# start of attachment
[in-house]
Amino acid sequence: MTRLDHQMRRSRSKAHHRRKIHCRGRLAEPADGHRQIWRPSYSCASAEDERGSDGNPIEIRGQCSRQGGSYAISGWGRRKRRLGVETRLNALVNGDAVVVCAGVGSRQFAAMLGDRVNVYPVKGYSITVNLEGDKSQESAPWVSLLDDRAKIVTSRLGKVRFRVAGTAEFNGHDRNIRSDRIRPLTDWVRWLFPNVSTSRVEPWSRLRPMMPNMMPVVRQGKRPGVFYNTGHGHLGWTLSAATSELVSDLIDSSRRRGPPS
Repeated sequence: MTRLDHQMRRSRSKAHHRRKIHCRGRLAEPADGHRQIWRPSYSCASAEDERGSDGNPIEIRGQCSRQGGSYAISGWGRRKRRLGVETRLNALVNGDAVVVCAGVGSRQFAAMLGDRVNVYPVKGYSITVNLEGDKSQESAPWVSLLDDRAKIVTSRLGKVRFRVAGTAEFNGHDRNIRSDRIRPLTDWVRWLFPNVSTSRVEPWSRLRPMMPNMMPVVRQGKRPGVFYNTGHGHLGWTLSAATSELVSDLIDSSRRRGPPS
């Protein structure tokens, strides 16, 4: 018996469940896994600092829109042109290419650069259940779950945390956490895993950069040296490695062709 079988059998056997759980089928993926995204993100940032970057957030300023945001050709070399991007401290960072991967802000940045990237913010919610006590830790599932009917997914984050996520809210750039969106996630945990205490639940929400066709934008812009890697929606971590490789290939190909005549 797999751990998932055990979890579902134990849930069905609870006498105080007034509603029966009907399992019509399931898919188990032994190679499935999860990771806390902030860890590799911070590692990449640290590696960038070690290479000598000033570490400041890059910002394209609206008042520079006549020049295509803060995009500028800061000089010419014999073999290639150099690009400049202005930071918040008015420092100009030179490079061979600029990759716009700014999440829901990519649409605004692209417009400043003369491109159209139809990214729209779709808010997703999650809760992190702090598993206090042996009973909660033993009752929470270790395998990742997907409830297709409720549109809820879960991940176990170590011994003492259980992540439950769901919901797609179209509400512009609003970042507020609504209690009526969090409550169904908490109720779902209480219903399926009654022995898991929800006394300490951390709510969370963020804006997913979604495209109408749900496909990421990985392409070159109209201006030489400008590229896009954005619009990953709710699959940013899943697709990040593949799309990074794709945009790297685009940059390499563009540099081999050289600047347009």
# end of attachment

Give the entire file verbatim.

[in-house]
Amino acid sequence: MTRLDHQMRRSRSKAHHRRKIHCRGRLAEPADGHRQIWRPSYSCASAEDERGSDGNPIEIRGQCSRQGGSYAISGWGRRKRRLGVETRLNALVNGDAVVVCAGVGSRQFAAMLGDRVNVYPVKGYSITVNLEGDKSQESAPWVSLLDDRAKIVTSRLGKVRFRVAGTAEFNGHDRNIRSDRIRPLTDWVRWLFPNVSTSRVEPWSRLRPMMPNMMPVVRQGKRPGVFYNTGHGHLGWTLSAATSELVSDLIDSSRRRGPPS
Repeated sequence: MTRLDHQMRRSRSKAHHRRKIHCRGRLAEPADGHRQIWRPSYSCASAEDERGSDGNPIEIRGQCSRQGGSYAISGWGRRKRRLGVETRLNALVNGDAVVVCAGVGSRQFAAMLGDRVNVYPVKGYSITVNLEGDKSQESAPWVSLLDDRAKIVTSRLGKVRFRVAGTAEFNGHDRNIRSDRIRPLTDWVRWLFPNVSTSRVEPWSRLRPMMPNMMPVVRQGKRPGVFYNTGHGHLGWTLSAATSELVSDLIDSSRRRGPPS
């Protein structure tokens, strides 16, 4: 018996469940896994600092829109042109290419650069259940779950945390956490895993950069040296490695062709 079988059998056997759980089928993926995204993100940032970057957030300023945001050709070399991007401290960072991967802000940045990237913010919610006590830790599932009917997914984050996520809210750039969106996630945990205490639940929400066709934008812009890697929606971590490789290939190909005549 797999751990998932055990979890579902134990849930069905609870006498105080007034509603029966009907399992019509399931898919188990032994190679499935999860990771806390902030860890590799911070590692990449640290590696960038070690290479000598000033570490400041890059910002394209609206008042520079006549020049295509803060995009500028800061000089010419014999073999290639150099690009400049202005930071918040008015420092100009030179490079061979600029990759716009700014999440829901990519649409605004692209417009400043003369491109159209139809990214729209779709808010997703999650809760992190702090598993206090042996009973909660033993009752929470270790395998990742997907409830297709409720549109809820879960991940176990170590011994003492259980992540439950769901919901797609179209509400512009609003970042507020609504209690009526969090409550169904908490109720779902209480219903399926009654022995898991929800006394300490951390709510969370963020804006997913979604495209109408749900496909990421990985392409070159109209201006030489400008590229896009954005619009990953709710699959940013899943697709990040593949799309990074794709945009790297685009940059390499563009540099081999050289600047347009």